This article is from the archives of the UB Reporter.

Advising on health effects of Agent Orange

  • “We want to inform veterans about the potential risks associated with their service to our country during the Vietnam War.’”

    James Olson
    Professor of Pharmacology and Toxicology
Published: October 10, 2011

A UB expert on dioxin toxicology has just completed his service on the National Academies Institute of Medicine panel on Veterans and Agent Orange. The panel—the Committee to Review the Health Effects in Vietnam Veterans of Exposure to Herbicides—released its 2010 report last week.

These reports, issued biennially to the Department of Veterans Affairs, help advise officials on policy decisions regarding compensation to veterans for service-related illnesses.

“We do our best to critically look at all the human health data available on the adverse effects of chemicals used during the Vietnam War,” explains James R. Olson, professor of pharmacology and toxicology in the School of Medicine and Biomedical Sciences and of social and preventive medicine in the School of Public health and Health Professions. “We want to inform veterans about the potential risks associated with their service to our country during the Vietnam War.”

Since last fall, Olson and other committee members have conducted an extensive review of the scientific literature published on service-related illnesses and held public hearings with veterans.

“Every year we get more data,” Olson says. He cautions that the committee can consider studies involving diseases and conditions related to Agent Orange exposure as long as they are peer-reviewed.

The committee considered all studies published in a peer-reviewed journal that involved humans exposed to Agent Orange. Many of the studies involved exposures among workers who manufactured Agent Orange at sites throughout the U.S.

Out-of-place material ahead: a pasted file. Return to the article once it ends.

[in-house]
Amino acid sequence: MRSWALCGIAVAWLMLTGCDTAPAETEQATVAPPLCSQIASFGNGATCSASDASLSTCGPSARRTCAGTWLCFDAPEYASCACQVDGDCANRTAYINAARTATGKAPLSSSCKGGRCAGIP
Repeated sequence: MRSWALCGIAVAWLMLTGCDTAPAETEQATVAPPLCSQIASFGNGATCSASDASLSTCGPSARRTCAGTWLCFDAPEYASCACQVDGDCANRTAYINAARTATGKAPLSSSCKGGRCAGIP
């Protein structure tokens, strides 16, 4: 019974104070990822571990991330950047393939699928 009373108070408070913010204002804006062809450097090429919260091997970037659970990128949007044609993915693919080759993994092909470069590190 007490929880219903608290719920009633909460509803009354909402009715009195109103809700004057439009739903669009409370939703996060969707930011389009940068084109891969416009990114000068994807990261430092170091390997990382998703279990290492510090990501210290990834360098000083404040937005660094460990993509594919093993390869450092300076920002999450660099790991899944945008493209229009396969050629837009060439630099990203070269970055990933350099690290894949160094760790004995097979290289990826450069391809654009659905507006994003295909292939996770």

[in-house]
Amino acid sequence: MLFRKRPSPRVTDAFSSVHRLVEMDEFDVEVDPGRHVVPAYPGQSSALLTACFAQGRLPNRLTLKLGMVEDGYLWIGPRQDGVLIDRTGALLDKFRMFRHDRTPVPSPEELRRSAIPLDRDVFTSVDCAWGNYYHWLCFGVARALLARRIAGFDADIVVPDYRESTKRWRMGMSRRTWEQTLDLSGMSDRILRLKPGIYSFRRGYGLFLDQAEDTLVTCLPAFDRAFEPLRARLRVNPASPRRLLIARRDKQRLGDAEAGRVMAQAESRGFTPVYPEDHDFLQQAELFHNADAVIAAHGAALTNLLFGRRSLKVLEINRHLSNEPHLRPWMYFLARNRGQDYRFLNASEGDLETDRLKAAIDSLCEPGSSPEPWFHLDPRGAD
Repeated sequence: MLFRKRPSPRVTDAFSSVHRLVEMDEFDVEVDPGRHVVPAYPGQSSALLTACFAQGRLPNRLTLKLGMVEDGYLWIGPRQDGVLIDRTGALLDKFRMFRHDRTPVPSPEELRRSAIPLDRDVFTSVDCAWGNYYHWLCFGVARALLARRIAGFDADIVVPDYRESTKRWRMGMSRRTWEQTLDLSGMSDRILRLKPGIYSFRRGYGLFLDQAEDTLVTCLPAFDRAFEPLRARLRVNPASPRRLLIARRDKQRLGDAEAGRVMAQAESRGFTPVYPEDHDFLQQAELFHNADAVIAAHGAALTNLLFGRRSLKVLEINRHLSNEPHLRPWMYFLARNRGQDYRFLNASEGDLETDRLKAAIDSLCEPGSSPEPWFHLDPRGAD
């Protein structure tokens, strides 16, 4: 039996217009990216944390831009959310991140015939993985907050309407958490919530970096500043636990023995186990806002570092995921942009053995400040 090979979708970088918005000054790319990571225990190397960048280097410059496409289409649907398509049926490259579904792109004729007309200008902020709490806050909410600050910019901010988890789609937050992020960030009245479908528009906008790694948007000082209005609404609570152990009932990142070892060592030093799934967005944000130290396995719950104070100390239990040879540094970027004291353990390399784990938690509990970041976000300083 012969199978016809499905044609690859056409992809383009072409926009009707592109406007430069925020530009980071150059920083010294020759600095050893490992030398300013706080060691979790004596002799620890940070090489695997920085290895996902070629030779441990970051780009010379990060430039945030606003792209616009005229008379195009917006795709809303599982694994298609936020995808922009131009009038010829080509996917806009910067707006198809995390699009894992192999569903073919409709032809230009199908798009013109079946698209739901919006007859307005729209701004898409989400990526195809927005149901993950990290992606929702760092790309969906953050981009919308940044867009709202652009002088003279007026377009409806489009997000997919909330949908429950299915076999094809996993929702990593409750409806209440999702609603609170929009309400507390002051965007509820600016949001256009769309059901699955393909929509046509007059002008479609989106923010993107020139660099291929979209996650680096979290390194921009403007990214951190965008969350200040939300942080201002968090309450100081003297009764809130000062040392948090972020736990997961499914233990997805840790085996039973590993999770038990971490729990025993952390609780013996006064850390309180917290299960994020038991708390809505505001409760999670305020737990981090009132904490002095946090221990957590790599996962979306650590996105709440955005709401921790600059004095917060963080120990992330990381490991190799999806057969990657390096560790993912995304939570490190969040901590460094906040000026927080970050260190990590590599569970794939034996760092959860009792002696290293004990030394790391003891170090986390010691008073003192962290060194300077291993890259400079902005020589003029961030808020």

Western New York was among the sites where Agent Orange was manufactured and high concentrations of dioxin were found later at sites in Niagara Falls, near the Love Canal neighborhood, which was evacuated in 1978 due to toxic waste seepage.

Dioxin, or TCDD, is an unwanted chemical contaminant that can be generated during the production of herbicides such as Agent Orange, which the U.S. military used as a defoliant in Vietnam from 1962 to 1971.

Olson, who directs the environmental health sciences division in the School of Public Health and Health Professions, says that toxicological studies determined decades ago that dioxin is the most potent known tumor promoter, in addition to being the most potent manmade toxin.

The Veterans Education and Benefits Expansion Act of 2001 mandated that the Veterans and Agent Orange biennial updates continue through 2014.